Bon Appetit

If You have the stomach for it


Fifth Estate # 413, Spring, 2023

a review of
The Menu. Dir: Mark Mylod (2022)

Judging from The Menu’s trailer and promotional images, it seemed as though it was going to literally be an Eat the Rich story. While a movie with a cannibal revenge plot would have been entertaining, there was some welcomed nuance and style within the film that made up for some of its disappointments.

The film is a satirical story about class divide which seems in vogue right now in Hollywood. Perhaps a response to the success of Parasite, the brutal 2019 Korean movie on the same theme? The basic setup is a small group of very wealthy and well-connected people go to an exclusive island to enjoy a tasting menu from a highly regarded and exclusive chef. The guests chosen to come to the island represent several different caricatures of wealth, such as tech bros and old money. These diners unknowingly are walking into a spectacle that involves more than just eating food few can afford. They won’t be able to simply give a credit card at the end of this meal.

The Menu will stir up many feelings for food service workers past or present. From smiling at rude entitled guests, to working with a megalomaniac executive chef; many of the stressors and anxieties of restaurant work are present here. Hong Chau, who plays the host Elsa, gives an excellent performance seething with resentment just below the surface. It’s impossible for service workers to not have a visceral reaction when they hear, “Yes, chef!” shouted in unison to the kitchen’s authoritarian Chef Julian Slowik (Ralph Fiennes).

The central focus of the film revolves around Margot (Anya Taylor Joy), and Chef Slowik. Slowik sees that Margot is a sex worker providing a service not unlike that delivered by the kitchen. Margot has ended up on the island because she was hired to be there by one of the other diners. Slowik realizes she is not part of the rich class and constantly presses her to decide where she will sit. “I need to know where to seat you, with us or with them. Do you want to die with those who give or those who take?”

Before each dish in the multi-course tasting menu, Slowik waxes poetic about the significance of each item served. This includes a bit of dialogue where he discusses the history of bread and how it was the food of the common, but because the diners “are not the common man,” he serves them a breadless bread plate with only dipping sauces. A figurative middle finger to the diners that is both hostile and funny.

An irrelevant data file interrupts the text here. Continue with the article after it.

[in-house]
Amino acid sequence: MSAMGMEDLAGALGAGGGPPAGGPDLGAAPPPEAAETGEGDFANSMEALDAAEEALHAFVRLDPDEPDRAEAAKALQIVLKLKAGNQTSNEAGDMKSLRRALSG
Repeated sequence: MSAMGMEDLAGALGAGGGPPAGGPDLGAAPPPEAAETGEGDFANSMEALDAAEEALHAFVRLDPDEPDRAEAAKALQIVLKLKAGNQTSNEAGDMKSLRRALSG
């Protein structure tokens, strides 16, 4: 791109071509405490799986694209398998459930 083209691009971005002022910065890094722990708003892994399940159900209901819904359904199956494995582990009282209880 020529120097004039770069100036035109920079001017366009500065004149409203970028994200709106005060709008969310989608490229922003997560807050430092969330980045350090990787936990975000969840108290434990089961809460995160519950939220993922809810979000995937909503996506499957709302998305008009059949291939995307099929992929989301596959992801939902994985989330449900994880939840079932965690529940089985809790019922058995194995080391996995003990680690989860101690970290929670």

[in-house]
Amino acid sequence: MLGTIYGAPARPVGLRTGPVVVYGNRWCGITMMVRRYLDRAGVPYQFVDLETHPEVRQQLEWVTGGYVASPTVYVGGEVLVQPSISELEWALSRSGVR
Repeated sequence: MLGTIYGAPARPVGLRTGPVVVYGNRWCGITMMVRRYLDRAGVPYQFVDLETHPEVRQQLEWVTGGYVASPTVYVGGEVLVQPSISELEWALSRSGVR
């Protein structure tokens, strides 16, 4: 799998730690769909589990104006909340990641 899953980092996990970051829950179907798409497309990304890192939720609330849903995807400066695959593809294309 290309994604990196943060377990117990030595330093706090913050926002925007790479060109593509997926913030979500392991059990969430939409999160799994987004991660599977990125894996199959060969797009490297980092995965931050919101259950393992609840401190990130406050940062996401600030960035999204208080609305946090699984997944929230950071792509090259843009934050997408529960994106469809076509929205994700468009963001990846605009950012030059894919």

The culture surrounding these decadent dishes is also skewered within The Menu. The obnoxious foodie Tyler (Nicholas Houk) is easy to laugh at and be disgusted by. Especially considering 23 percent of households in the United States have experienced food insecurity since the corona virus pandemic hit according to researchers at Northwestern University. Restaurant prices are also increasing around the United States. According to the Bureau of Labor Statistics, wholesale food costs have gone up 17 percent from March 2021 to March 2022. It’s simply more expensive for everyone to eat these days, so when Tyler is slurping up a $1,250 meal, the viewer can’t help but loathe him.

The strength of The Menu resides in its subtlety. Margot sees an old client with his wife in the dining room who remarks how much Margot looks like their daughter, which the husband denies. It’s succinct and well executed without bludgeoning you over the head with what’s being shared.

Lillian, a snobbish food critic, played by Janet McTeer, comments during one of the courses that “we’re eating the ocean” which is darkly true metaphorically and literally. Commercial trawler nets are literally destroying our oceans so people can eat seafood.

Without spoiling the movie, it feels as though The Menu is saying class war is futile. It begs the question, was there an earlier draft of the script where this wasn’t the case? A movie where the rich get their just desserts and the workers live and succeed in some way may have been too dangerous for a subsidiary of Walt Disney to produce and stream on HBO.

What is portrayed honestly in this film is abusive power dynamics that exist in workplaces. Slowik is a tyrant who humiliates and denigrates his staff. It comes out that in the past that exists before the movie, Slowik made a sexual advance towards one of his sous chefs, and was shut down twice. He then ignored her for eight months and wouldn’t even make eye contact. Despite this, the staff still reveres, respects, and appears to love Chef Slowik. This ends up with the staff looking more like a cult than Eat the Rich revolutionaries who want revenge on the wealthy.

Sadly though, many workers have to ignore their instincts and not leave abusive working conditions. Money dictates that people often stay in unsafe and uncomfortable situations to feed and house themselves. This harassment is unfortunately all too familiar for many restaurant workers. A 2021 study by One Fair Wage found that 70 percent of women restaurant workers have been sexually harassed and 44 percent of those women were harassed by an owner or boss.

The Menu can seem a bit nihilistic since it points to a problem without illuminating a way forward. Slowik’s motivations can, in brief moments, feel political and revolutionary, but ultimately his actions are personal in nature. It is because of this that the message of the movie feels like its teeth were filed down.

Even though The Menu falls short in some ways, it is still an overall funny, well-acted, and enjoyable watch that has the ability to spark discussion and ideas. A world without restaurants staffed by wage workers and run by authoritarian chefs and bosses would be wonderful, and the food, made through love instead of through coercion, would certainly taste better.

Chris Garnett is an anarchist educator living in New York.